Moneybox responsible fund as lunches create waste mountain: Good With Money Newsbrief

Written by Lori Campbell on 20th May 2019

Innovative investing app Moneybox launches its first socially responsible fund as it is revealed that Britain’s growing ‘lunch on the go’ habit generates a shocking 11 billion items of packaging every year. Meanwhile BP investors demand tougher targets on carbon dioxide emissions, the CFA UK launches the first-ever environmental, social and governance (ESG) investing qualification,”sustainable” crickets are on the menu in a UK sushi chain and the ‘Attenborough effect’ sparks a surge in award-winning clean beaches across Britain. Lori Campbell rounds up the top sustainable stories of the week. 

Moneybox launches first socially responsible fund

In response to rapidly growing demand, particularly from its younger clients, innovative app Moneybox – which helps consumers to invest their spare change – has launched a Socially Responsible fund to allow customers to invest more in line with their values.

The new fund tracks the MSCI World ESG Leaders Index and invests in a range of global companies, considering environmental, social and governance (ESG) factors such as how companies respond to climate change, treat their workers and manage their supply chains.

Ben Stanway, co-founder of Moneybox, says: “Young people are changing the way we invest. Most of our customers are under 40 years old and they’ve been telling us they want a socially responsible investment option for some time.”

The Socially Responsible fund will be available across all the investment options offered by Moneybox and ongoing fees will be 0.18 per cent. The fund will also be available as part of the company’s upcoming pensions service.


‘Lunch on the go’ habit generates 11 billion items of packaging waste a year

The UK’s growing ‘lunch on the go’ habit is generating nearly 11 billion items of packaging waste a year, with most not being recycled, a new study has found.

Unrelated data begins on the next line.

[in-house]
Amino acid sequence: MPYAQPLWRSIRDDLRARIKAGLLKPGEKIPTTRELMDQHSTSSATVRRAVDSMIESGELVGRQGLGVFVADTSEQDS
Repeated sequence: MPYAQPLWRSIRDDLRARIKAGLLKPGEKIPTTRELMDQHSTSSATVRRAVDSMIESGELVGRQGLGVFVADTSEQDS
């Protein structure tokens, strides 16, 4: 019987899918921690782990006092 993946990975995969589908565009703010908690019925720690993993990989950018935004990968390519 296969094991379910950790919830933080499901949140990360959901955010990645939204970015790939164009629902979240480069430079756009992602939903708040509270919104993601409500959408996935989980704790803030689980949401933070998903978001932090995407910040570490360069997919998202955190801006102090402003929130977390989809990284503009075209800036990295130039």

Busy workers are buying takeaway and fast food lunches more than they did five years ago, according to research from the environmental charity Hubbub. The habit is generating 10.7 billion separate items of waste over a year, from sandwich boxes and crisp packets to plastic bottles and napkins.

The survey of more than 1,200 workers found an average lunch purchase included four packaged items, with 76 per cent of shoppers picking up a main item such as a boxed sandwich, 70 per cent a packet of crisps or another snack and 65 per cent a napkin.

The majority (64 per cent) said they bought lunch on the go more now than they did five years ago, spending £13.6 billion a year.

Meanwhile, supermarket giant Tesco has published its annual food waste figures, revealing that it wasted 17 per cent less food by weight during 2018 to 19 than in the previous 12-month period.


Investors demand BP do more in fight against climate change

BP investors are demanding tougher targets to combat climate change after the oil major’s carbon emissions rose to their highest level in six years.

BP is being lobbied by activists and an increasing number of shareholders to ensure its operations are in line with goals set by the 2015 Paris climate deal to curb global warming.

It has already backed a resolution being put to investors at a meeting on Tuesday for it to be more transparent about its emissions, link executive pay to reducing emissions from BP’s operations and show how future investments meet Paris goals.

It comes as levels of carbon dioxide reached an alarming new milestone this week at the world’s oldest measuring station in Hawaii.